On Nov. 5, 2020, Chancellor Venkat Reddy announced via email to all faculty, staff and students that Michelle Neely had passed away.
Neely was an assistant professor, attendant rank and director of Writing Across the Curriculum in the English department. She held a doctoral degree in Education Psychology from the University of Texas at Austin.
According to the email from Reddy, Neely had worked at UCCS for 10 years. “Through her work in Writing Across the Curriculum, the Teaching Circles she founded, and the many Faculty Resource Center workshops and sessions she presented, Michelle contributed to excellence in teaching and learning at UCCS. She was an alumna of the CU Excellence in Leadership Program.”
Although officially working within the English department, her work and involvement spanned the entire university, showcasing the true breadth of her dedication to the improvement of the campus.
Her coworkers consistently described how committed she was to her work and especially to her students.
Kirsten Ortega, chair and associate professor in the English department, said via email that Neely “kept her office door open and welcomed colleagues’ and students’ questions. She was always able to provide guidance that was supported with research. If she didn’t have sources at her fingertips, she would provide them in an email shortly after you left her office. Michelle always listened. She made students and faculty alike feel seen, heard and taken seriously.”
Ortega shared two instances that exemplified Neely’s dedication to her students. The first was when Neely drove a student to the hospital after going into labor during her class; the second was when she called the residence administration to help a student who was homeless.
Abby Jadali, a former editor for the Scribe who graduated from UCCS in 2019 with a bachelor’s degree in English, did not take a class with Neely but recalls working with her at the Undergraduate Research Journal (URJ).
Jadali said via email how Neely gave her the opportunity to implement new ideas to the URJ, despite being a new hire.
“Dr. Neely also gave me the opportunity to do [the URJ’s] marketing,” Jadali said, “and I was so appreciative that she gave me that chance. She was my boss at the URJ, and she was so supportive of the different initiatives I wanted to make when it came to editing and marketing for the journal.
“I ended up starting my own marketing company, and she gave me the opportunity to stay on the URJ for one semester after I graduated so I could continue to learn new things about marketing and create a better portfolio for myself.”
Unknown to some, Neely also had an active position at the Faculty Resource Center (FRC).
Sharon Steven, faculty development coordinator for the Faculty Resource Center, shared, “Dr. Neely and I started collaborating on different teaching committees, including the Teaching and Learning Conference. Her leadership role in Teaching Circles and Writing Across the Curriculum provided an opportunity to collaborate on the programs and events coordinated by the FRC. Throughout her tenure, she shared her passion and expertise in teaching and writing with other faculty.”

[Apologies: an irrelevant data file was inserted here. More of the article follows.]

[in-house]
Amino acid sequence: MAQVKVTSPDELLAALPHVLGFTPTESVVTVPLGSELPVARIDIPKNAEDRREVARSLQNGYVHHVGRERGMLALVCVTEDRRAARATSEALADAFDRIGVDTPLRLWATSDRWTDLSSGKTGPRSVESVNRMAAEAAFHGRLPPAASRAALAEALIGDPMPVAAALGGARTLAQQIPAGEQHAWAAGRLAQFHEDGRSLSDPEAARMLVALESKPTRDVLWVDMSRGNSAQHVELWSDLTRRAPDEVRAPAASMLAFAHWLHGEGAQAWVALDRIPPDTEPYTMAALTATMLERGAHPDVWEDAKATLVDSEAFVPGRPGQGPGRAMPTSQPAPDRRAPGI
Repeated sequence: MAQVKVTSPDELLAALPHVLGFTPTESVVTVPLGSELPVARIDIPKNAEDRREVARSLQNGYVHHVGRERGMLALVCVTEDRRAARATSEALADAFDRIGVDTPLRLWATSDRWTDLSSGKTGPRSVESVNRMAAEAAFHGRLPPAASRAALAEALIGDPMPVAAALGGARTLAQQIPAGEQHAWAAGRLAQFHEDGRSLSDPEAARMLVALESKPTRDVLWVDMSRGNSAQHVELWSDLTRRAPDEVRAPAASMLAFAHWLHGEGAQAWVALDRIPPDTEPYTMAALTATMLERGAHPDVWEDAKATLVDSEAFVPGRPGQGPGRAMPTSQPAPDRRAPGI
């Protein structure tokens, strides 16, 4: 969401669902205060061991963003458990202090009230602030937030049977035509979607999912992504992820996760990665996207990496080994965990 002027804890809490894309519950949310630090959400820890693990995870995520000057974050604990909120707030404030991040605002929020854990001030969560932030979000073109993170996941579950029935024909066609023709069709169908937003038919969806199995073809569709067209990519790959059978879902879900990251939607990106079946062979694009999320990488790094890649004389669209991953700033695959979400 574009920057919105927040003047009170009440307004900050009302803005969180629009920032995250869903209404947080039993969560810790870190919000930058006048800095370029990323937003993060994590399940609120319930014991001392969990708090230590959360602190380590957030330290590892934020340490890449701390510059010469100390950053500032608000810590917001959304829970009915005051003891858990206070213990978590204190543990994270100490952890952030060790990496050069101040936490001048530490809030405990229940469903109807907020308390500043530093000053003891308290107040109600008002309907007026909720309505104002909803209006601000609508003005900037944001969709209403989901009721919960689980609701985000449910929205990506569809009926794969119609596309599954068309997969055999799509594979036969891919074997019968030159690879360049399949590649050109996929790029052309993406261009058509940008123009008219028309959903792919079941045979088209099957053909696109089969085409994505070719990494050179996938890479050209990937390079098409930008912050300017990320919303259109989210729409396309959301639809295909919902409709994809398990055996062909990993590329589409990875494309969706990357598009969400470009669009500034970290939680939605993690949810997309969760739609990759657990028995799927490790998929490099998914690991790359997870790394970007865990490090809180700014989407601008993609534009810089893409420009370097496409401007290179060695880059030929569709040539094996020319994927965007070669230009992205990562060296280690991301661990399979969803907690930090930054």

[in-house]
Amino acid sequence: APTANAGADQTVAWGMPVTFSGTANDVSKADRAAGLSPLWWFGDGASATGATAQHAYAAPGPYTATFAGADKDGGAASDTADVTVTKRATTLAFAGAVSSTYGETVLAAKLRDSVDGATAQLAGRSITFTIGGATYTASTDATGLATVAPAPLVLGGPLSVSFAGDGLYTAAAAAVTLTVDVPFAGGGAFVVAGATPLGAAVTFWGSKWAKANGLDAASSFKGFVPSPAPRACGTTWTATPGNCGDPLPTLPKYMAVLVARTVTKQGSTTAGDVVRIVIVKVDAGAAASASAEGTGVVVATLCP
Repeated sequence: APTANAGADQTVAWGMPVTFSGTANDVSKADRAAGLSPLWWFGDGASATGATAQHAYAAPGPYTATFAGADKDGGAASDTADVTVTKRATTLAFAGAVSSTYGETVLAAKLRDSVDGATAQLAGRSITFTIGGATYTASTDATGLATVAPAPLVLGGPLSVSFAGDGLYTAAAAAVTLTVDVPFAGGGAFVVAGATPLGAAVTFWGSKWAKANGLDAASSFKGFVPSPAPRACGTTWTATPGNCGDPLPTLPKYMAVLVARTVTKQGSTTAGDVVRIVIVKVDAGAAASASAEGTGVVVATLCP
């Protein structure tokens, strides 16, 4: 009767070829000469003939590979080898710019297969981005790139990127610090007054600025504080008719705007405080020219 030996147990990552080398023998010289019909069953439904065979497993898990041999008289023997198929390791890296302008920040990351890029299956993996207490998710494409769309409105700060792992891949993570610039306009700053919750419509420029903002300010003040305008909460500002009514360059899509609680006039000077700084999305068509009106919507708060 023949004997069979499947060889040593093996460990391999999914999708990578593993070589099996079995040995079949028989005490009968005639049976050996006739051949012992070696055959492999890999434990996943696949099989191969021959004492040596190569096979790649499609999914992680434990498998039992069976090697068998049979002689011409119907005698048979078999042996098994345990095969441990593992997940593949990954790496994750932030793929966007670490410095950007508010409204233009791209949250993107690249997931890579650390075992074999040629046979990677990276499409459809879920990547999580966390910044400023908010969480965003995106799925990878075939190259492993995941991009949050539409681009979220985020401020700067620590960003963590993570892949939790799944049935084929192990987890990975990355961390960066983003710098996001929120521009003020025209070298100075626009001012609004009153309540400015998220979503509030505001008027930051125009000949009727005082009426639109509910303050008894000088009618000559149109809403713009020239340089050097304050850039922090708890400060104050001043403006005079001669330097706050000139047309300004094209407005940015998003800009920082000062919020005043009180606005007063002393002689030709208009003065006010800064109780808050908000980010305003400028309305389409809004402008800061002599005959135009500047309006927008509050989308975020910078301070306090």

Steven added, “As with my FRC colleagues, it was a privilege to work with her in the planning of various programs and events offered through the FRC.”
Other members of the community also noticed Neely’s dedication to her work, like Patrick McGuire and Tabatha Farney.
McGuire, an associate professor in the department of curriculum who worked closely with Neely at the FRC, said that they had met four years ago through a passion for teaching and learning. McGuire and Neely were co-chairs of the UCCS Teaching and Learning Conference planning committee.
“Michelle was an instrumental member of both initiatives and helped to conceptualize and implement the Teaching and Learning Conference (now entering its 3rd year),” McGuire said in an email.
Farney, co-interim dean, director and associate professor of Web Services and Emerging Technologies, credited Neely for bringing “new life and energy to the journal [URJ],” echoing the same remarks made by Jadali.
“She was always willing to try new ideas and encouraged creativity,” Farney said via email.
Associate Vice Chancellor for Undergraduate Education and Academic Planning Susan Taylor forged a strong connection with Neely, dating back to 2010, and saw her intensity for inciting change as indicative of her true character.
Taylor believes that “it is fitting that Dr. Neely was selected for the CU Excellence in Leadership Program. Dr. Neely was someone who would identify a need and step up to lead, in collaborative and creative ways.”
Rose Johnson, an administrative contact in the English department, became particularly close with Neely over their 10-year relationship, claiming that they became more like family than coworkers.
Johnson described how her goal was to make Neely laugh. She said, “Michelle was a dear friend with a loving and caring spirit.”
In conducting interviews with various students and faculty, it has become clear that Neely had an aptitude for developing lasting relationships with whoever she met, wherever she met them.
These faculty members and students had known Neely for multiple years and described that, though she was a quiet woman, she was motivated by a drive for change that pushed UCCS to be its absolute best.
Although Michelle Neely is no longer with us, her legacy and work inspire each of us to strive for excellence through hard work and, more importantly, compassion.